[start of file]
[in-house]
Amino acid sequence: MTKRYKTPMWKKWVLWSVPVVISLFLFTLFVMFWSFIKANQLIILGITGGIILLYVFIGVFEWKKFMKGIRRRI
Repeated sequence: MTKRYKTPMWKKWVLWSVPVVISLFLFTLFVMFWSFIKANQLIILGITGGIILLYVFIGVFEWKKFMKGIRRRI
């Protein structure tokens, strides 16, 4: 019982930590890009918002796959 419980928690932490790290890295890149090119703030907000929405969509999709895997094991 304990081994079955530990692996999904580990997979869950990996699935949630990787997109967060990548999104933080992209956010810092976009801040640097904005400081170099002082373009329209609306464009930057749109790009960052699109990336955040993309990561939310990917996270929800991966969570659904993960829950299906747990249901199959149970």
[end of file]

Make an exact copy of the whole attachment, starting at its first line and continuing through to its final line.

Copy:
[in-house]
Amino acid sequence: MTKRYKTPMWKKWVLWSVPVVISLFLFTLFVMFWSFIKANQLIILGITGGIILLYVFIGVFEWKKFMKGIRRRI
Repeated sequence: MTKRYKTPMWKKWVLWSVPVVISLFLFTLFVMFWSFIKANQLIILGITGGIILLYVFIGVFEWKKFMKGIRRRI
């Protein structure tokens, strides 16, 4: 019982930590890009918002796959 419980928690932490790290890295890149090119703030907000929405969509999709895997094991 304990081994079955530990692996999904580990997979869950990996699935949630990787997109967060990548999104933080992209956010810092976009801040640097904005400081170099002082373009329209609306464009930057749109790009960052699109990336955040993309990561939310990917996270929800991966969570659904993960829950299906747990249901199959149970």